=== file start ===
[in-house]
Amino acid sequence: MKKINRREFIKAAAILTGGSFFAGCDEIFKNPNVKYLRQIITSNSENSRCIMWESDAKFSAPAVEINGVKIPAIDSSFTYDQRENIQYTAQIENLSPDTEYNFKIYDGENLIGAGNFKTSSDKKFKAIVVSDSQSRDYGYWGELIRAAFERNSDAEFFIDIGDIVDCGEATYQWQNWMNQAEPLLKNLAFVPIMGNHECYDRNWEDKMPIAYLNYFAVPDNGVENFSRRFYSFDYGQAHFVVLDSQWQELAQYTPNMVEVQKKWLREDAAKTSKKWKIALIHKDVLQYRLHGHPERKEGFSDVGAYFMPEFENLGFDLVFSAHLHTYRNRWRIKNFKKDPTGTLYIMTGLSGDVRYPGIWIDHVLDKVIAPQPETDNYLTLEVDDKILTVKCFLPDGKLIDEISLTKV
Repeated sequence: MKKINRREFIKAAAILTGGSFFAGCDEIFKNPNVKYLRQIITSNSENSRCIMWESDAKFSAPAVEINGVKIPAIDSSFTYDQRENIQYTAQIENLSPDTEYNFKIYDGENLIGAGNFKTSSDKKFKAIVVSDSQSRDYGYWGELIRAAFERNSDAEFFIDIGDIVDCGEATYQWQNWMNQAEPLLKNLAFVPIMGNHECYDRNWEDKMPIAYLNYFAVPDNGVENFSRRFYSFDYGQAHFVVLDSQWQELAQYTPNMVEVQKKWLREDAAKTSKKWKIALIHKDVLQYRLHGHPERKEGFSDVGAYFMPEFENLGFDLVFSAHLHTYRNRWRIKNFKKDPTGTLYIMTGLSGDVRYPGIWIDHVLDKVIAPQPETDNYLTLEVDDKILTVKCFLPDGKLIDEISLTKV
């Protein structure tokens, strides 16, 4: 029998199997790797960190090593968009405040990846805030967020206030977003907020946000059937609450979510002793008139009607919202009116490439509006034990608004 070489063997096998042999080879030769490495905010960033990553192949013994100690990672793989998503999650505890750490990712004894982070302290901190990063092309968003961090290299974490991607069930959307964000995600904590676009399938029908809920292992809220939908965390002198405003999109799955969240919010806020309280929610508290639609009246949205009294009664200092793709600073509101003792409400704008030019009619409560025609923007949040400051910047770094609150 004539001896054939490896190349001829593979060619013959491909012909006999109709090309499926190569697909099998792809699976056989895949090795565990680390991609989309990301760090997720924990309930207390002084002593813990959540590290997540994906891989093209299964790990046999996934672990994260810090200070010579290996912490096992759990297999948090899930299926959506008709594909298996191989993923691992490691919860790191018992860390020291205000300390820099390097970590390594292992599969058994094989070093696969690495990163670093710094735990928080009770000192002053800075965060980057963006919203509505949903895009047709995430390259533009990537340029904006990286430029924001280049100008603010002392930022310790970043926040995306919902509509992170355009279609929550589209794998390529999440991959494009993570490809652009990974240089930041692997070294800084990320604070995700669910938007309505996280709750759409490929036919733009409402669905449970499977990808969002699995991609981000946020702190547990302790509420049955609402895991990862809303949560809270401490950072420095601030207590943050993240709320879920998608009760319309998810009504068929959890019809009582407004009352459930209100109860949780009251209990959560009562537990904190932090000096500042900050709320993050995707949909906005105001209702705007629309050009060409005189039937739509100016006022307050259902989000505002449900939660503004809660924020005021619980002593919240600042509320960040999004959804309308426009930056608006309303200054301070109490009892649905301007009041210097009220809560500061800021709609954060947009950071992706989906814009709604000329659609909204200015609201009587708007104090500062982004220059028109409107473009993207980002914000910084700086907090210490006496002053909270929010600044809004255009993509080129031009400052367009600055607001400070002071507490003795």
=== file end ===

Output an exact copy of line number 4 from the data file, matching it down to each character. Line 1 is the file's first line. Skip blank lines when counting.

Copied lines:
């Protein structure tokens, strides 16, 4: 029998199997790797960190090593968009405040990846805030967020206030977003907020946000059937609450979510002793008139009607919202009116490439509006034990608004 070489063997096998042999080879030769490495905010960033990553192949013994100690990672793989998503999650505890750490990712004894982070302290901190990063092309968003961090290299974490991607069930959307964000995600904590676009399938029908809920292992809220939908965390002198405003999109799955969240919010806020309280929610508290639609009246949205009294009664200092793709600073509101003792409400704008030019009619409560025609923007949040400051910047770094609150 004539001896054939490896190349001829593979060619013959491909012909006999109709090309499926190569697909099998792809699976056989895949090795565990680390991609989309990301760090997720924990309930207390002084002593813990959540590290997540994906891989093209299964790990046999996934672990994260810090200070010579290996912490096992759990297999948090899930299926959506008709594909298996191989993923691992490691919860790191018992860390020291205000300390820099390097970590390594292992599969058994094989070093696969690495990163670093710094735990928080009770000192002053800075965060980057963006919203509505949903895009047709995430390259533009990537340029904006990286430029924001280049100008603010002392930022310790970043926040995306919902509509992170355009279609929550589209794998390529999440991959494009993570490809652009990974240089930041692997070294800084990320604070995700669910938007309505996280709750759409490929036919733009409402669905449970499977990808969002699995991609981000946020702190547990302790509420049955609402895991990862809303949560809270401490950072420095601030207590943050993240709320879920998608009760319309998810009504068929959890019809009582407004009352459930209100109860949780009251209990959560009562537990904190932090000096500042900050709320993050995707949909906005105001209702705007629309050009060409005189039937739509100016006022307050259902989000505002449900939660503004809660924020005021619980002593919240600042509320960040999004959804309308426009930056608006309303200054301070109490009892649905301007009041210097009220809560500061800021709609954060947009950071992706989906814009709604000329659609909204200015609201009587708007104090500062982004220059028109409107473009993207980002914000910084700086907090210490006496002053909270929010600044809004255009993509080129031009400052367009600055607001400070002071507490003795």